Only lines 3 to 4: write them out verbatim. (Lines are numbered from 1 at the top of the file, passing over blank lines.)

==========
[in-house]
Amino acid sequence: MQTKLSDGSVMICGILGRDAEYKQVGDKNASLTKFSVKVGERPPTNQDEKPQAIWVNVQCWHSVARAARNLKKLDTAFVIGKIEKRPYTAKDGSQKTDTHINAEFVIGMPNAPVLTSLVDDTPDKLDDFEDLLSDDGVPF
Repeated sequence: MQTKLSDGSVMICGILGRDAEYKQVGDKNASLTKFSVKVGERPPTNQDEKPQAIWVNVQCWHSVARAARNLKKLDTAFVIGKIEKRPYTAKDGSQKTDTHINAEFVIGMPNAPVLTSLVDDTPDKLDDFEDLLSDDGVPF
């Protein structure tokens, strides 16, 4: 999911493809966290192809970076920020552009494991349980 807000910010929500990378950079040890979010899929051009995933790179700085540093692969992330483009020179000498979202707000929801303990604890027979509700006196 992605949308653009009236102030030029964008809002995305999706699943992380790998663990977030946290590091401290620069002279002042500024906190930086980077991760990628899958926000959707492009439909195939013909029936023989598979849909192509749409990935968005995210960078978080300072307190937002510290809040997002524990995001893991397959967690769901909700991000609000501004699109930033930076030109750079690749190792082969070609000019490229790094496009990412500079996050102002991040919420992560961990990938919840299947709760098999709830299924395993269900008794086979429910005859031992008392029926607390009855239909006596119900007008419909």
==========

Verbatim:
Repeated sequence: MQTKLSDGSVMICGILGRDAEYKQVGDKNASLTKFSVKVGERPPTNQDEKPQAIWVNVQCWHSVARAARNLKKLDTAFVIGKIEKRPYTAKDGSQKTDTHINAEFVIGMPNAPVLTSLVDDTPDKLDDFEDLLSDDGVPF
């Protein structure tokens, strides 16, 4: 999911493809966290192809970076920020552009494991349980 807000910010929500990378950079040890979010899929051009995933790179700085540093692969992330483009020179000498979202707000929801303990604890027979509700006196 992605949308653009009236102030030029964008809002995305999706699943992380790998663990977030946290590091401290620069002279002042500024906190930086980077991760990628899958926000959707492009439909195939013909029936023989598979849909192509749409990935968005995210960078978080300072307190937002510290809040997002524990995001893991397959967690769901909700991000609000501004699109930033930076030109750079690749190792082969070609000019490229790094496009990412500079996050102002991040919420992560961990990938919840299947709760098999709830299924395993269900008794086979429910005859031992008392029926607390009855239909006596119900007008419909």